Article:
Mohammad Muqbel, 16, is handcuffed to his bed, suffering from severe pains, and denied contact with his father. [Photo: via Social Media]

Palestine Chronicle, 4 December 2020

An imprisoned Palestinian teen today underwent surgery in Jerusalem to treat fractures sustained from a brutal beating at the hands of Israeli forces.

Munir Muqbel confirmed that his son, Mohammad, underwent surgery at the Hadassah Hospital in Jerusalem after being brutally beaten by Israeli forces during his detention five days ago.

He added that the 16-year-old teen from the al-Arroub refugee camp, north of Hebron (Al-Khalil), had platinum implanted in his left lower jawbone to treat the fracture he sustained from the brutal beating during detention.

Mohammad was detained by Israeli forces as he was heading to his school on the morning of November 29.

An Israeli military court extended the detention of the Palestinian teen until Sunday, December 6, as he remains held in the Israeli hospital, handcuffed to his bed, suffering from severe pains, and denied contact with his father.

Israeli forces on a regular basis storm Palestinian cities and villages in the occupied West Bank to arrest Palestinian popular activists. 

According to the Palestinian Prisoner Solidarity Network Samidoun, “every year, around 700 Palestinian children are brought before Israeli military courts after being arrested, detained and interrogated. The vast majority report some form of torture and abuse, including kicking and beating in military jeeps as well as psychological torture during interrogation, including threats to arrest family members.”

170 children are currently held in Israeli prisons, according to Addameer.

(Palestine Chronicle, WAFA, Social Media)

What if the story of Palestine was retold, this time by Palestinian prisoners? Ramzy Baroud’s latest book, “These Chains Will Be Broken: Palestinian Stories of Struggle and Defiance in Israeli Prisons” attempts to answer that question.

‘Lively’ Palestine solidarity celebration in Auckland

1 Dec

Over 200 people celebrated the UN International Day of Solidarity with the Palestinian People at a lively event in Auckland on Sunday.

Jointly organised jointly by the local Palestinian community and the Palestine Solidarity Network Aotearoa, and chaired by TV presenter, Moana Maniapoto, the gathering heard short presentations from a wide range of speakers along with videos and songs, and enjoyed a spirited impromptu Dabke dance performance.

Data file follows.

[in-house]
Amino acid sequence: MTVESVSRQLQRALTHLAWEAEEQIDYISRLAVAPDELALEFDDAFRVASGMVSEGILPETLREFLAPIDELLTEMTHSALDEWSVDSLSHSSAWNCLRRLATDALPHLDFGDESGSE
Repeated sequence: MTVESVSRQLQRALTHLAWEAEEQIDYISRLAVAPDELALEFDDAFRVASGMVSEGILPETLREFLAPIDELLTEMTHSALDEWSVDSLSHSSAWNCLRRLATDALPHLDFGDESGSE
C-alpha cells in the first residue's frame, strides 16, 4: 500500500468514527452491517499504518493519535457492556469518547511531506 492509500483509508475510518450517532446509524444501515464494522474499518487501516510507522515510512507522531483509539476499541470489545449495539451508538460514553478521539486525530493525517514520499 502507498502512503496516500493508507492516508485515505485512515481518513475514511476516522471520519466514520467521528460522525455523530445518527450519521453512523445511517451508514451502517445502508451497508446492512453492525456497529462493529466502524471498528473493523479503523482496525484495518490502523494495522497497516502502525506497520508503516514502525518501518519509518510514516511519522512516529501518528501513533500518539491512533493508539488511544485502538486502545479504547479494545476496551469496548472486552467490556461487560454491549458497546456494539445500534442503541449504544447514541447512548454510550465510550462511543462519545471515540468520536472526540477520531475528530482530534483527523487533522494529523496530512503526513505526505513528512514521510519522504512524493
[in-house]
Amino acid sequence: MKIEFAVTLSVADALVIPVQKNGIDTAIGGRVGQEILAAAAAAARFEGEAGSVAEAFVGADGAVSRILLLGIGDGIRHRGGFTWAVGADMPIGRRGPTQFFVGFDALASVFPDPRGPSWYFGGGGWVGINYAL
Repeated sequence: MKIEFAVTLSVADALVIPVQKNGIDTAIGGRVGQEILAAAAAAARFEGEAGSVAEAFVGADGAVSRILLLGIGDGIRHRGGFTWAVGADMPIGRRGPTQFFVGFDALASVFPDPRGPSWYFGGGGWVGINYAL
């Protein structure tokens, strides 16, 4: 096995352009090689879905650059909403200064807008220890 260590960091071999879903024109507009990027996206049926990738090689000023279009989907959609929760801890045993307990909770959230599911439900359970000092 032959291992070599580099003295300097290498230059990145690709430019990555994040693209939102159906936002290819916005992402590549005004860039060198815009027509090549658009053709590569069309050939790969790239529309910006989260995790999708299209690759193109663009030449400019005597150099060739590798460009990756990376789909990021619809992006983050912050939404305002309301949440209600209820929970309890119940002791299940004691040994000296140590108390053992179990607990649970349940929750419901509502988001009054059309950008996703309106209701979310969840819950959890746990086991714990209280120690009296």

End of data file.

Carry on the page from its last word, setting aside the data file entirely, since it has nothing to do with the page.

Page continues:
Kia Ora Gaza chair Roger Fowler and event MC, Moana Maniapoto. [Photo: Tawera Ormsby]

Kia Ora Gaza spokesperson Roger Fowler paid a tribute to those who had died in the struggle for Free Palestine, before outlining a brief summary of Kia Ora Gaza activities:

Kia Ora Gaza was set up 10 years ago from huge public meetings in response to the Israeli commando raid on the six-ship international flotilla intent on breaking the illegal siege of Gaza. The attack on the lead ship, the Mavi Marmara, in international waters, resulted in the murder of 10 civilians and 50 others injured.

Kia Ora Gaza raised funds to send six Kiwis to join the 2010 international land convoy from London to Gaza. We bought three ambulances, packed them with vital medical equipment, and joined 140 other ambulances and trucks, with people from over 30 other countries, to deliver 7 million dollars of medical aid to Gaza.

Since then we have sponsored many projects, including donating two more ambulances [in partnership with Viva Palestina Malaysia]. We have facilitated many other Kiwis to join other land convoys and flotillas to challenge Israel’s cruel and illegal blockade of Gaza.

We have also co-hosted many speaking tours, events and protests alongside the Palestine Solidarity Network Aotearoa and the Palestine Human Rights Campaign, and maintained our Facebook pages and website: kiaoragaza.net

Kia Ora Gaza supports the ‘Football for Freedom’ soccer tournaments in South Auckland, involving about 18 teams supporting a football club in Gaza – whose clubrooms have been bombed twice by Israeli jets.

It’s important to work together to build a strong solidarity movement here and around the world, to support the Palestinian struggle for human rights, peace and justice.

Our Prime Minister was right when she said ‘Climate change is our nuclear issue’. The global movement for Free Palestine is our key human rights, anti-Apartheid and peace issue. For, due largely to it’s location and history, until there is peace and justice in Palestine, there can be no peace in the Middle East. And until there is peace in the Middle East, there can be no peace in the world. It’s that important.

So what can we do? This is a multi-faceted, interconnected, interactive and broad people’s movement. The struggle for justice is indivisible. It is important to combine our talents, skills, networks and knowledge the best ways we can.

Building an effective global boycott movement, in response to the Palestinian call for boycotts, divestment and sanctions against Apartheid Israel, is of vital importance. Support boycott campaigns such as against PUMA, and for the Superfund to divest from Israel.